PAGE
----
The challenge to protect slogan trademarks in the EU 

By Perrine Waendendries,
Exprimer ses propres pensées sur Internet. Design moderne. Megaphone

While slogans are a widely used advertising and branding tool, they are not easy to protect as trademarks in the EU due to their often-laudatory nature, as Perrine Waendendries explains. 

According to established EU case law, the protection of slogan trademarks, while challenging, is not excluded as such. However, a recent decision by the EU General Court confirms the reluctance of the EU IP authorities to grant trademark protection to slogans with a laudatory nature. 

In T-97/23 - Medela v EUIPO (THE SCIENCE OF CARE), the EU General Court considered that the capacity of a slogan to constitute a trademark must be assessed in the same way as any other sign, without there being any need to add stricter criteria to assess distinctive character. Nonetheless, the fact remains that assessing the distinctive character of a slogan is not easy and, in practice, case law rarely grants such protection. 

The distinctiveness of slogans as trademarks is questionable when the relevant public perceives them solely as a simple promotional tool. On the other hand, they may be recognised as having sufficient distinctive character if, beyond their promotional function, they are perceived by the relevant public as an indication of the commercial origin of the products and services concerned (thereby satisfying the essential function of a trademark). 

Slogan trademarks: Criteria for distinctiveness  

Although they are not always easy to apply in practice, the Court provided the following criteria to assess the distinctive character of a slogan. It held a slogan is likely to have a distinctive character so long as it: 

  • has several meanings, and/or 
  • constitutes a play on words, and/or 
  • is imaginative, surprising or unexpected, and/or 
  • has particular originality or significance, and/or 
  • triggers a cognitive process or an effort of interpretation in the relevant public. 

In this case, the German company Medela Holding AG filed an international trademark for ‘The Science of Care’ in August 2021, targeting the EU, in particular, for products and services in classes 3, 5, 8, 9, 10, 11, 18, 20, 21, 25, 28, 41 and 44. 

The EUIPO examiner, then the Board of Appeal, partially refused trademark protection for the services of “rental of breast pumps and vacuum pumps; advisory and information service on medical products; advisory services in the field of medical devices and instruments” in class 44, on the basis that Article 7(1)(b) of the EU Trademark Regulation (EUTMR) stipulates that “marks which are devoid of distinctive character shall be refused registration".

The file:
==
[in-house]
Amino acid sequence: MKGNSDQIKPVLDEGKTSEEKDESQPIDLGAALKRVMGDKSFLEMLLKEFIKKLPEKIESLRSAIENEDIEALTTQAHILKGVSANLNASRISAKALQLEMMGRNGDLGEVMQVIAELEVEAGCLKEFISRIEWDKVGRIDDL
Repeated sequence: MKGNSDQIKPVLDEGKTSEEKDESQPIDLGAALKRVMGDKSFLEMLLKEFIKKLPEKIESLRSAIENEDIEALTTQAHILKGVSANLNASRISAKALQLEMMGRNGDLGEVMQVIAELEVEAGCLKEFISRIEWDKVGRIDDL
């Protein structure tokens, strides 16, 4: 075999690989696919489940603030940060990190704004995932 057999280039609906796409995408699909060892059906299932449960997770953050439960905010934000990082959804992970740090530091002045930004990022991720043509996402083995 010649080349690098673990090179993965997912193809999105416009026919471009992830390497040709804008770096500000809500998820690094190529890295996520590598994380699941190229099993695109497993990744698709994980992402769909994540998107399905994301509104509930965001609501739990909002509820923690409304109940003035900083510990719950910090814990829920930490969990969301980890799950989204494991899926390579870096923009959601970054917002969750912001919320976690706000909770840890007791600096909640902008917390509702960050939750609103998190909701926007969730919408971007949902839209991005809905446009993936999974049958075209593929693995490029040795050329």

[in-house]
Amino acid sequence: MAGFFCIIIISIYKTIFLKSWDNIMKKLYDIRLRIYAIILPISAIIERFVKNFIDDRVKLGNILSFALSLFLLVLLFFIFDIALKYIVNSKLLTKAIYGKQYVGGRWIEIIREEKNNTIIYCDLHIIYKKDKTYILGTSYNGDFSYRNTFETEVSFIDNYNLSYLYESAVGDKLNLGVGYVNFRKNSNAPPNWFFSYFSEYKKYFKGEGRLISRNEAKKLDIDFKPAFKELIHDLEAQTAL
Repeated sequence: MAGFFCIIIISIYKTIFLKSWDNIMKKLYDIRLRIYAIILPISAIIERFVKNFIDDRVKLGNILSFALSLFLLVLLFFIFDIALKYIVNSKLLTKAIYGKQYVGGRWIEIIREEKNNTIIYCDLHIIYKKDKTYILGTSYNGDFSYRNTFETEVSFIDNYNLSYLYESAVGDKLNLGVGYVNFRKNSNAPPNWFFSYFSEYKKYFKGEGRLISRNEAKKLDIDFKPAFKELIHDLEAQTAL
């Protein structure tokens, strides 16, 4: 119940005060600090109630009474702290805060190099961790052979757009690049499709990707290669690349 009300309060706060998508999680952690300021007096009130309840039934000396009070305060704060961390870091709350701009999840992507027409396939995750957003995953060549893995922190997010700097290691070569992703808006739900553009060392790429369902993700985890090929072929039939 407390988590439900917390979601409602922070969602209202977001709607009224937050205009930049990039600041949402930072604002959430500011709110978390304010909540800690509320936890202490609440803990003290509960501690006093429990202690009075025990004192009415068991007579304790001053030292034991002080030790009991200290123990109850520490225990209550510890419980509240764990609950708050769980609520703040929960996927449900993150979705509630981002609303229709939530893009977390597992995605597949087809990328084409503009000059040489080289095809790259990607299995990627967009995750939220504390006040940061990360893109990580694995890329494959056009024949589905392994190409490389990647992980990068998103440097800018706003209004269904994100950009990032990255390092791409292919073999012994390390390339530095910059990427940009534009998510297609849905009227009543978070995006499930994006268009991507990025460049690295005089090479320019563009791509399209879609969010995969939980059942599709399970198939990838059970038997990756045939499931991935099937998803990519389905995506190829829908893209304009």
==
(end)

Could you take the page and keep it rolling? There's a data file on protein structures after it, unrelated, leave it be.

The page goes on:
On appeal, the EU General Court confirmed the refusal to register the trademark due to a lack of distinctive character in connection with the aforementioned services in class 44 (the other products and services being not affected). 

To justify its decision, the Court stated that the expression “the science of care” may be considered by the relevant public as the body of knowledge relating to the wellbeing and health of a person. Therefore, and to the extent that said expression does not “present, with regard to the syntactic, grammatical, phonetic or semantic rules of the English language, an unusual character, this expression conveys a simple, clear and unequivocal message, which does not is not likely to give it any particular originality or significance, to require a minimum of interpretive effort or to trigger a cognitive process, and which, consequently, is not likely to indicate to the relevant public the commercial origin of the services for which the applicant contests the contested decision.” 

As could be expected, therefore, the Court confirmed the assessment of the Board of Appeal according to which "the mark applied for is a slogan providing purely laudatory information and not triggering any cognitive process necessary for its understanding, so that the said mark does not 'is not distinctive within Article 7(1)(b) of Regulation 2017/1001”. 

If, according to the criteria detailed above, very few slogans can be registered as trademarks in the EU, other legal systems could protect a slogan, including those of copyright, unfair competition and parasitism. 

Slogan trademarks: Key principles to remember 

Finally, let us note that this judgement also offers the opportunity to recall the following key principles: 

  • When the Board of Appeal refuses the registration of a trademark, it is required to provide reasons for this refusal for each of the products and services, although an overall motivation for a group of products and/or services “which have a sufficiently direct and concrete link” is possible. 
  • In its ruling, a limitation of the wording of the trademark application in question at the appeal stage – not consisting of a simple withdrawal but of a modification of the description of the products and/or services – cannot be considered. 
  • New documents produced for the first time before the Court will not be counted as evidence since the Court only monitors the legality of the decisions of the EUIPO Boards of Appeal. 

For more information on protecting slogan trademarks, read our articles ‘Protecting slogans as trademarks: How and why?’ and ‘Oatly's slogan succeeds where other plant trademark applications have failed’. 

Perrine Waendendries is a Trademark and Design Attorney at Novagraaf in France.  

This article was first published in BLIP in January 2024.  

Latest news